Underrated coaches, omissions in Top 50

Indiana University's Tom Crean didn't make the Top 50 cut. AP Photo/Kiichiro Sato

I will admit it. I am sensitive to coaching lists, as well as "who’s hot" and "who's on the hot seat" articles. After spending 23 years as a college coach, I understand, uniquely, how hard the job is and how circumstances, real and imagined, can affect how coaches are viewed.

I've also seen how just one key win can propel a coach into the fans' and media's consciousness, and one heartbreaking loss can turn a guy into "someone who can't coach." Every coach on the Top 50 list has lived both sides.

This month, ESPN is unveiling a Top 50 college coaches list, and I have been asked to weigh in on it, with particular regard to coaches ranked too low, in my judgment, and coaches I believe have been wrongly omitted. To me, these coaches deserve a slot (or a higher slot) on the list.

Tom Crean, Indiana Hoosiers

Rank: Not ranked

In 2008, Crean took over a decimated Indiana basketball program that returned 36 total points -- from two walk-ons. In the first three seasons, the losses continued to pile up. But two years ago, it turned around for Crean and the Hoosiers, and Crean, like Baylor's Scott Drew, was rightly praised for orchestrating one of the best rebuilding jobs in recent NCAA history.

Only four years after Crean arrived, he was named 2012 ESPN.com National Coach of the Year for leading Indiana to the Sweet 16. In 2012-13, Indiana won its first outright Big Ten championship in 20 years, earned a No. 1 seed in the NCAA tournament and saw two of its players, Victor Oladipo and Cody Zeller, taken in the first four picks of the 2013 NBA draft.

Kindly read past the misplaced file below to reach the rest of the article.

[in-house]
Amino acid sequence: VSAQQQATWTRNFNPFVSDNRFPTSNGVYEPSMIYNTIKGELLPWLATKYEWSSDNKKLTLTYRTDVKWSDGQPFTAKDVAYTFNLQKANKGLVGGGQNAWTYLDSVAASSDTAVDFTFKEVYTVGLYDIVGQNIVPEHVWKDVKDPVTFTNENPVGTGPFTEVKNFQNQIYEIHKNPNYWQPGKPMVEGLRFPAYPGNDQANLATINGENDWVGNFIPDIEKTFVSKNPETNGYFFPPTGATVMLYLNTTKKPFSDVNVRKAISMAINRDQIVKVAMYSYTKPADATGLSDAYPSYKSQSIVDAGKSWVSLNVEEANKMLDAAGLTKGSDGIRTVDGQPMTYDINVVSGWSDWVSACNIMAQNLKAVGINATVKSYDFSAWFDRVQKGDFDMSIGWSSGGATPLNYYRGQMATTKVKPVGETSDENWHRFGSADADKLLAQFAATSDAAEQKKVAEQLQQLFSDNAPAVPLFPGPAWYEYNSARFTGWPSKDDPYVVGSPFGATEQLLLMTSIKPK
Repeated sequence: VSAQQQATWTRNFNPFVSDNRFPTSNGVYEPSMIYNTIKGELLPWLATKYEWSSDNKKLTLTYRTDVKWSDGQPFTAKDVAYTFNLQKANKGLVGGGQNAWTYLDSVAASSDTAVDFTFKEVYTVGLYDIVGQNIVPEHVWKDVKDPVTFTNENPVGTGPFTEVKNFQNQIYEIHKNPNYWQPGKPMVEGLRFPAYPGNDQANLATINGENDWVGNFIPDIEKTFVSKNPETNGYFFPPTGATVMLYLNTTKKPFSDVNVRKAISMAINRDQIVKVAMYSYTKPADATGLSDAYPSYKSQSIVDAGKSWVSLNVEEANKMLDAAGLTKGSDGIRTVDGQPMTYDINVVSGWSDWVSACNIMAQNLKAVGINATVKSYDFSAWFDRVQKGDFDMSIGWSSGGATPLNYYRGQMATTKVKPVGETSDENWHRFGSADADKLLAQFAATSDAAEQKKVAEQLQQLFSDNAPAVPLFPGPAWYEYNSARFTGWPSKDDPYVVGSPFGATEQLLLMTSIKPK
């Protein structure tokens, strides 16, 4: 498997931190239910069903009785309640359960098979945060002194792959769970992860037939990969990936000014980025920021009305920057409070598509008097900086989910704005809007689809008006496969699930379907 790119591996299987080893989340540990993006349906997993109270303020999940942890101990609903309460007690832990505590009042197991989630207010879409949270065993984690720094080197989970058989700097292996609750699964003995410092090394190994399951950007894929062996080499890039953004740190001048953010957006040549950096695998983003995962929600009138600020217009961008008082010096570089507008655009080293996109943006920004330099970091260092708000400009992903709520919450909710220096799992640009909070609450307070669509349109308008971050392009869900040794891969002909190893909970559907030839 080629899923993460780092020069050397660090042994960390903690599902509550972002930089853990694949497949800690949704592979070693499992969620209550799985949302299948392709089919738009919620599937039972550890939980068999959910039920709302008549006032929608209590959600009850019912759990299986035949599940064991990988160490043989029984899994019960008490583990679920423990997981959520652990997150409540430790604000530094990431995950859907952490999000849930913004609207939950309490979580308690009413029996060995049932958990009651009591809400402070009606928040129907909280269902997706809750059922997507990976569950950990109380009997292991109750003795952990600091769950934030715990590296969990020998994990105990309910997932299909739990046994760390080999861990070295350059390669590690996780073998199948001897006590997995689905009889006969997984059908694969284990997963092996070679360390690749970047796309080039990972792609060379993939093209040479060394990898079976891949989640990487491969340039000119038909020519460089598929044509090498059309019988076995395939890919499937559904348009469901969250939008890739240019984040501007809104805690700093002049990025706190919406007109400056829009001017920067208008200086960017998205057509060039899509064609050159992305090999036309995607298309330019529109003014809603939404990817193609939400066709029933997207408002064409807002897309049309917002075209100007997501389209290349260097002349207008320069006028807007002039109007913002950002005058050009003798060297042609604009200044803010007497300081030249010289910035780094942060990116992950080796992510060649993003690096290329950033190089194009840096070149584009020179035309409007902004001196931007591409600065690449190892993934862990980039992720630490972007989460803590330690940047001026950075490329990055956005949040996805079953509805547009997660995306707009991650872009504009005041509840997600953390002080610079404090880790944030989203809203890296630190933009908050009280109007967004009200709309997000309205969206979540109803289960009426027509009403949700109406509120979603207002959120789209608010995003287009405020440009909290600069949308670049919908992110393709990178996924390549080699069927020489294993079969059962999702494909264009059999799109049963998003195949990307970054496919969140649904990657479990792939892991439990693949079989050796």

With Oladipo and Zeller gone, however, the Hoosiers limped to a 17-15 record this past season, even with likely lottery pick Noah Vonleh on board, so it is understandable that many have jumped off the Crean bandwagon. But it still surprises me.

If incoming freshman James Blackmon Jr. performs as advertised, he'll team with junior Yogi Ferrell to form one of the nation's best backcourts this season. That should help make Crean look smart again.

Larry Krystkowiak, Utah Utes

Ranked: Not ranked

Because this list is based on recent performance, Larry Krystkowiak would have been a prescient choice, particularly because I believe he's on the rise. If you study Krystkowiak's career and, especially, what he has done in three years at Utah, putting him in the Top 50 is not a big leap.

Krystkowiak, who led Montana to back-to-back NCAA tournament appearances before leaving to coach the Milwaukee Bucks, has laid a solid foundation in Salt Lake City, including winning 21 games this past season. With a returning core of very good players who were not necessarily highly recruited, the Utes are ready to compete with most of the best programs in the Pac-12 next season.

A key to the Utes' success in the past, especially under legendary coach Rick Majerus, has been wrestling away some of the state's top recruits from BYU, and Krystkowiak has more than held his own in that regard. Current Utah junior Jordan Loveridge, the 2012 Utah 5A Player of the Year in high school, has become a cornerstone of the program.

Recruiting out of state has gone well for Krystkowiak as well. California juco transfer Delon Wright, brother of the NBA Trail Blazers’ Dorell Wright, is a potential Pac-12 Player of the Year candidate. The Utes also will have three international players on their roster next season.

Krystkowiak, who played for Mike Montgomery at Montana and was a solid journeyman NBA player for nine seasons, has instilled a toughness in the Utah program that mirrors his playing style. I guarantee he has the respect of his peers.

Mike Lonergan, George Washington Colonials

Ranked: Not ranked

There are five Atlantic 10 coaches on this Top 50 list but no Lonergan. I get it. He is not yet a household name. But coaches know coaches, and Lonergan has the utmost respect of his peers.